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It depends mostly on how much you think you need to fund your retirement goals. It is difficult to know just how much you'll need in your post-working life, but you'll definitely know if you're falling short.
Here are four signs that you may not have enough money to retire.
1. You still need to work
Some people choose to work well past retirement age because they like what they do and enjoy the mental stimulation and social interaction. Many others, though, work because they have to.
By 65, working should be something you want to do, not something you must do. If you think you'll have to continue the daily grind well into your 60s and 70s, then you haven't saved enough.
2. You're still mired in debt
Debt is a retirement killer. If you have a ton of credit card debt or still have a large mortgage to pay off, it'll be hard to take that big European vacation or even spend your summers in Florida. Why? Because you'll have to use most of your savings to pay down that debt. Any outstanding balances should be cleared by the time you cash your last paycheque.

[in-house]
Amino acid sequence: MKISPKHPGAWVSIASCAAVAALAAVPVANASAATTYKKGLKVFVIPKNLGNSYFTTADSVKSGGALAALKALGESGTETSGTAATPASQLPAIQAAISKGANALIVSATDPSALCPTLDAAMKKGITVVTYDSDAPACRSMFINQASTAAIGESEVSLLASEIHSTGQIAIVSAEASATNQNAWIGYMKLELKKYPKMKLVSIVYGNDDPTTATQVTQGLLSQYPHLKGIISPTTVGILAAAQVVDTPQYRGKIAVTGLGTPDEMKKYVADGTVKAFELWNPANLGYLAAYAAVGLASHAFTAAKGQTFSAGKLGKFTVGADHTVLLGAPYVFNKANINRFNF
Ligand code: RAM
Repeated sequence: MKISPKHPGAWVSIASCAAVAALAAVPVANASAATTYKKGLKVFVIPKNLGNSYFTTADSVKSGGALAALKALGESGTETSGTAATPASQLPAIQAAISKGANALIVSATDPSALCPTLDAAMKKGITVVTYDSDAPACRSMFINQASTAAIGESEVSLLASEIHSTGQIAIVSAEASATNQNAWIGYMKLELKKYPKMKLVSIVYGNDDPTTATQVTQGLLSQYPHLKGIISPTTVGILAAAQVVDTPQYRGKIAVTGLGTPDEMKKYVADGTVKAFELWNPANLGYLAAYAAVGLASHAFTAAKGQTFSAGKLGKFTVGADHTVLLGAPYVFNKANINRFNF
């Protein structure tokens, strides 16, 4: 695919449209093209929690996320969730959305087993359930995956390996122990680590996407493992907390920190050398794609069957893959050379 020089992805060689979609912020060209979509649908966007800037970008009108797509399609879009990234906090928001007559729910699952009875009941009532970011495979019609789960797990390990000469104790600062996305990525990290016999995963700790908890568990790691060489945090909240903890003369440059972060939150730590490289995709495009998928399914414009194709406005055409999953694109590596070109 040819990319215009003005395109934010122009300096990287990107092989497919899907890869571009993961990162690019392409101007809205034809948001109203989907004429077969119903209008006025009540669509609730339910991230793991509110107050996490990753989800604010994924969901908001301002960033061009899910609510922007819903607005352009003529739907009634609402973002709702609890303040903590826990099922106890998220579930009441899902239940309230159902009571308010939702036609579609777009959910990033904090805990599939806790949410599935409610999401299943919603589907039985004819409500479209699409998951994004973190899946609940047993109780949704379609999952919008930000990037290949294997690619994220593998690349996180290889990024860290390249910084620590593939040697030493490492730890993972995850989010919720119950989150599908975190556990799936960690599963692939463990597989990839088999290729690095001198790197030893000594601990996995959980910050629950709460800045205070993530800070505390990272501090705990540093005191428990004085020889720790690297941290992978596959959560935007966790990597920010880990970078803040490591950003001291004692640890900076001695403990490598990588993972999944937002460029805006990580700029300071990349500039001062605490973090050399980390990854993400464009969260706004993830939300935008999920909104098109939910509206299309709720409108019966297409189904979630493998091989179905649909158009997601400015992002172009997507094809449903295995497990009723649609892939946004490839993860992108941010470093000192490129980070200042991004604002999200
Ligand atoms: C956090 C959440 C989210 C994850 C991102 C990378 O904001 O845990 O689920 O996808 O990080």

Page 1 of 2 -- Having trouble meeting your retirement goals? Find out what you can do to change that on page 2. 3. There's no money in your RRSP account
Here's a clear sign that you're not saving enough: Your RRSP is empty. The closer you get to retirement, the more money you should have in your account. Pretty obvious, right? Well, a lot of people don't use an RRSP and others simply don't contribute enough every year. If you think your balance looks low, then you could be in trouble.
4. You can't meet your retirement goals
Retirement should be fun. For many, it's a time for travelling, visiting family or playing golf all day long. To achieve those things, you need to plan and save. It's never too early to sit down and write out retirement goals and then see how much everything you want to do will cost. If you find out that you can't fund those goals, then you'll need to start saving more.
The only way to really figure out what you need for retirement is to sit down with a pen and paper and look at your expenses. Think about what you want to do after you stop working and how much you'll need to pay for that lifestyle. Factor in inflation and medical costs, too; with people living into their 90s these days, it's better to be conservative. Don't wait until you're 65 to do this either – the earlier you start planning (and saving money) for retirement, the better off you'll be.
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